The fist phases of this story, until the mid-twentieth century, have to do with changes in Catholicism. Jesuits had been involved in social justice work, or the “social apostolate” as it was called, since the advent of modern papal social teaching in 1891 with Pope Leo XIII’s encyclical letter Rerum novarum, “On the Condition of the Working Classes”. This, in turn, was a papal expression and confirmation of unofficial Catholic practices and reflection that had been emerging in Europe in the mid to late nineteenth century that today are referred to as social Catholicism.

Many Christians in the nineteenth century, not only Catholics, had been seeking ways to respond to the new forms of poverty caused by the rapid rise of industrial capitalism. These were urban forms of poverty, basically that of the new urban, industrial and largely unchurched factory workers. Since the churches were still based in rural, agrarian life, they were ill-equipped to meet this new challenge, and the Catholic church in particular was preoccupied with its defensive reaction to revolutionary changes in Europe and to growing secularization. Despite the distraction of the papacy and other parts of the Catholic hierarchy, many Catholics sought to make a difference for the urban working class. Under the influence of socialist and communist groups, some, such as the archbishop of Mainz, came to the insight that poverty was neither natural nor willed by God, nor was it (usually) caused by laziness, but was instead socially constructed. If this was the cause, then the solution had somehow to be socially constructed also. This change in the traditional religious explanation of poverty represented the beginnings of the crucial insight that the solution to poverty and similar problems is not charity but justice, especially social justice.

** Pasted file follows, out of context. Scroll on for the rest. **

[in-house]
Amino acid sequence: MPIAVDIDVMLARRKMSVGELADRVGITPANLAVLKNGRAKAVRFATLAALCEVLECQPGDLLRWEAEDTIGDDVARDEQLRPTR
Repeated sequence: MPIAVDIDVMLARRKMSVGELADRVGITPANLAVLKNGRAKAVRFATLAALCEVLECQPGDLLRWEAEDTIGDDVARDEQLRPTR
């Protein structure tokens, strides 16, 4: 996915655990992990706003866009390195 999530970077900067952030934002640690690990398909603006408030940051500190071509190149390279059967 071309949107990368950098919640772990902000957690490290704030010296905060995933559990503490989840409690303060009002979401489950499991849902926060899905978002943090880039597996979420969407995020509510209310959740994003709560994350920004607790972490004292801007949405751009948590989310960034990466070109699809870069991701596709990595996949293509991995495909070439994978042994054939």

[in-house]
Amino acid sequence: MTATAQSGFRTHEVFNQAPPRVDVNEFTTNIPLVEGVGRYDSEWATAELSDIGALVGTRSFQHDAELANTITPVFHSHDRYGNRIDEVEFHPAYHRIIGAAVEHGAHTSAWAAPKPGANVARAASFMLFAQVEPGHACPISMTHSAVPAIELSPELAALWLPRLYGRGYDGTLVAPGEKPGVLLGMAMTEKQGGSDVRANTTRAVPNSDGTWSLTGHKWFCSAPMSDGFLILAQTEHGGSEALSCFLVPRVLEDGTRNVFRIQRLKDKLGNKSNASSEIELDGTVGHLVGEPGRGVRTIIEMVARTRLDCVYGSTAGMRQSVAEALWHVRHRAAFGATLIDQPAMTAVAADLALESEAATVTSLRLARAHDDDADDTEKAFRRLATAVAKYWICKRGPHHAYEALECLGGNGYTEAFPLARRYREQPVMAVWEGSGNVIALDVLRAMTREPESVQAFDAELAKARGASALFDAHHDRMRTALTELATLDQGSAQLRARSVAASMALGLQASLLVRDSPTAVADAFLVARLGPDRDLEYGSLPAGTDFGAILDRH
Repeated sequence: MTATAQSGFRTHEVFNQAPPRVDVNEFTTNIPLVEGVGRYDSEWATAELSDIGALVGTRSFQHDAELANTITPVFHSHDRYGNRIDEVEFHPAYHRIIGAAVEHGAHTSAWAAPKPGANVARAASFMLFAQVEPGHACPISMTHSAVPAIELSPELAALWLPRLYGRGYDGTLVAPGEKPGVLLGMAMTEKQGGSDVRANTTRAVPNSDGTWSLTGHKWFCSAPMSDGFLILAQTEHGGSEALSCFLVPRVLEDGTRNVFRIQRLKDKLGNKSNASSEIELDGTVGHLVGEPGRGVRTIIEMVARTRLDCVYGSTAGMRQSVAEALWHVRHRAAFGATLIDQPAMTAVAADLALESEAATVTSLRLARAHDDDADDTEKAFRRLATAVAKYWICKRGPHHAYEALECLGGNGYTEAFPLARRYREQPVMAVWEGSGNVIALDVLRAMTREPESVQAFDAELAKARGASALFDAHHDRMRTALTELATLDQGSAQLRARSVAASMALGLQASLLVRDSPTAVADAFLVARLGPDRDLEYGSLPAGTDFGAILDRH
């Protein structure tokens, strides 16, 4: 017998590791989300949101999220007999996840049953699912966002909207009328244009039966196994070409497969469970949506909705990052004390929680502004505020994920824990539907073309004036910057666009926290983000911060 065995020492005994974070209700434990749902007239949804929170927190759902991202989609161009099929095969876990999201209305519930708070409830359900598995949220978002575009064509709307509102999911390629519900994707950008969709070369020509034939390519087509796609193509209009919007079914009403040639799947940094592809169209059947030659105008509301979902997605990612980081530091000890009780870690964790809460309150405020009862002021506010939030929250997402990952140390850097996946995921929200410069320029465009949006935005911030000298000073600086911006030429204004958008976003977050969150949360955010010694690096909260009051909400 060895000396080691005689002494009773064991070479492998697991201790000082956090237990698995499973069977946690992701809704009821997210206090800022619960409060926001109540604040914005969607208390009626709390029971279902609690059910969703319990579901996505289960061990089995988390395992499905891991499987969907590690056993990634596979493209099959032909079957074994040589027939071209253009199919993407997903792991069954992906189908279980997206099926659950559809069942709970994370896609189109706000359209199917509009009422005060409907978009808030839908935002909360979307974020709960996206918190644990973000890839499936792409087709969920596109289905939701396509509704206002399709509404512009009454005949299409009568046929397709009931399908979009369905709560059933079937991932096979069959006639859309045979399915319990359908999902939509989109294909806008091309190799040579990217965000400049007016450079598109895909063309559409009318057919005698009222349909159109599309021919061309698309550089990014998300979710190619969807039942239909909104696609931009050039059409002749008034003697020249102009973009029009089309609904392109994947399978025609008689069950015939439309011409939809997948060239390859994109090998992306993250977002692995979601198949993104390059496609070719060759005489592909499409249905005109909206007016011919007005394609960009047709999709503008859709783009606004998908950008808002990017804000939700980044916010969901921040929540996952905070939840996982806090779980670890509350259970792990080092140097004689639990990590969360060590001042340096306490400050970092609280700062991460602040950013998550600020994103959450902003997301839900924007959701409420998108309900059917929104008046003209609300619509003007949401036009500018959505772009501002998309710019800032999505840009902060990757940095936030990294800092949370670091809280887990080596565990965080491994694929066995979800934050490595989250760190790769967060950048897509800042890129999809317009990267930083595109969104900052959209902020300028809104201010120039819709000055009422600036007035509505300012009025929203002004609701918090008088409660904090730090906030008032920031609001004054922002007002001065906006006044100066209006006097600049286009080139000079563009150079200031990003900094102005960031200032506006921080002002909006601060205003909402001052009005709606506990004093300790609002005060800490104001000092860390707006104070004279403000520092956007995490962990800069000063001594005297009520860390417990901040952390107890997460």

Pope Leo XIII’s 1891 letter on the condition of the working classes was an acknowledgement of this insight and a papal blessing on social Catholicism. It was also the beginning of a new openness of the papacy to the modern world. All of a sudden the reactionary Catholic church was taking the side of the working classes. While there were still many defensive aspects to this position, nevertheless it was a major change. Indeed, contemporary official Catholic social thought is usually marked as beginning with Leo XIII’s letter.

At this point the Jesuits began setting up centres to teach the new thinking, and to educate and organize workers’ groups. These efforts multiplied in the first decades of the twentieth century, and such “social centres” were set up all over the world, especially in Latin America. Jesuits became involved in wider Catholic efforts to set up Catholic worker movements and Catholic student and youth movements, efforts to “Catholicize” or at least have a Catholic presence in worker and student movements. Through these innovations, Jesuits and many other Catholics built up a body of practices that was to provide the experiential foundations for the transformation I am examining here.